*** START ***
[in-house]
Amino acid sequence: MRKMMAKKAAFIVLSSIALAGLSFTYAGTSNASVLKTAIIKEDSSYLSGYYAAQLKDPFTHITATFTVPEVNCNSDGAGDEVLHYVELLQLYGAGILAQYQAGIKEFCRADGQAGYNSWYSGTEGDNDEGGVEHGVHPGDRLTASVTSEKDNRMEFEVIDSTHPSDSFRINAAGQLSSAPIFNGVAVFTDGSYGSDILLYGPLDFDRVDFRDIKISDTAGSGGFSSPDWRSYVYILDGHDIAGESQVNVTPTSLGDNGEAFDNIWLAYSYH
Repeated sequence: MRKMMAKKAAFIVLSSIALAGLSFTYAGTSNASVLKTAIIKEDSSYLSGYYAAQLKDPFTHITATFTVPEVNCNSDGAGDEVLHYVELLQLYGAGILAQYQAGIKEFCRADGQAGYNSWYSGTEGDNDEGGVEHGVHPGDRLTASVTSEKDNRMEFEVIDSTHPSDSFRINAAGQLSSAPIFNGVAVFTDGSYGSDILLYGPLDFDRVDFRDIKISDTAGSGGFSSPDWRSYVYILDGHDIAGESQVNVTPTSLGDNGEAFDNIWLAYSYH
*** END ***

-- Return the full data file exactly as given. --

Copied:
[in-house]
Amino acid sequence: MRKMMAKKAAFIVLSSIALAGLSFTYAGTSNASVLKTAIIKEDSSYLSGYYAAQLKDPFTHITATFTVPEVNCNSDGAGDEVLHYVELLQLYGAGILAQYQAGIKEFCRADGQAGYNSWYSGTEGDNDEGGVEHGVHPGDRLTASVTSEKDNRMEFEVIDSTHPSDSFRINAAGQLSSAPIFNGVAVFTDGSYGSDILLYGPLDFDRVDFRDIKISDTAGSGGFSSPDWRSYVYILDGHDIAGESQVNVTPTSLGDNGEAFDNIWLAYSYH
Repeated sequence: MRKMMAKKAAFIVLSSIALAGLSFTYAGTSNASVLKTAIIKEDSSYLSGYYAAQLKDPFTHITATFTVPEVNCNSDGAGDEVLHYVELLQLYGAGILAQYQAGIKEFCRADGQAGYNSWYSGTEGDNDEGGVEHGVHPGDRLTASVTSEKDNRMEFEVIDSTHPSDSFRINAAGQLSSAPIFNGVAVFTDGSYGSDILLYGPLDFDRVDFRDIKISDTAGSGGFSSPDWRSYVYILDGHDIAGESQVNVTPTSLGDNGEAFDNIWLAYSYH